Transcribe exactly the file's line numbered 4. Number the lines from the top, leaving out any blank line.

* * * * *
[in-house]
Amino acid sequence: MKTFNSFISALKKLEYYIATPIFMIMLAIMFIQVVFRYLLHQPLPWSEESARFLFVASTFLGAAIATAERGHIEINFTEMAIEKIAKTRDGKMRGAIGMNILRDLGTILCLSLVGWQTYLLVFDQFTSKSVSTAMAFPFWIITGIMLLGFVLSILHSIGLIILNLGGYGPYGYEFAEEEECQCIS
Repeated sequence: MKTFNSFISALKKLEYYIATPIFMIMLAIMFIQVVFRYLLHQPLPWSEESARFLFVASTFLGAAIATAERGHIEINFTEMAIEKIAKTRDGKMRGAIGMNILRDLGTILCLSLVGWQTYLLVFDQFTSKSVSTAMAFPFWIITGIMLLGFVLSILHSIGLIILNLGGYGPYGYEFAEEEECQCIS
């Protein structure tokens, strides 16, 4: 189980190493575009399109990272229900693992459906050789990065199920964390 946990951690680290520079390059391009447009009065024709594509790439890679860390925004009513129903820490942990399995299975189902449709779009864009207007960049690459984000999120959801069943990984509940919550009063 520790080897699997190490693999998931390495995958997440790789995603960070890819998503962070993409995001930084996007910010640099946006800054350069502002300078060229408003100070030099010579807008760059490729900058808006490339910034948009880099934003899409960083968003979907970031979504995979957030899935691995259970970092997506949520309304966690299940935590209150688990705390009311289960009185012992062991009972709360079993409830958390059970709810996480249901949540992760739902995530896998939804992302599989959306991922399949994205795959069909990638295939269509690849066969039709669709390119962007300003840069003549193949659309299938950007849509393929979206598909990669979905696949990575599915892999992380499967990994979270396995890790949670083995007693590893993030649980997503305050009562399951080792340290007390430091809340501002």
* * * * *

């Protein structure tokens, strides 16, 4: 189980190493575009399109990272229900693992459906050789990065199920964390 946990951690680290520079390059391009447009009065024709594509790439890679860390925004009513129903820490942990399995299975189902449709779009864009207007960049690459984000999120959801069943990984509940919550009063 520790080897699997190490693999998931390495995958997440790789995603960070890819998503962070993409995001930084996007910010640099946006800054350069502002300078060229408003100070030099010579807008760059490729900058808006490339910034948009880099934003899409960083968003979907970031979504995979957030899935691995259970970092997506949520309304966690299940935590209150688990705390009311289960009185012992062991009972709360079993409830958390059970709810996480249901949540992760739902995530896998939804992302599989959306991922399949994205795959069909990638295939269509690849066969039709669709390119962007300003840069003549193949659309299938950007849509393929979206598909990669979905696949990575599915892999992380499967990994979270396995890790949670083995007693590893993030649980997503305050009562399951080792340290007390430091809340501002």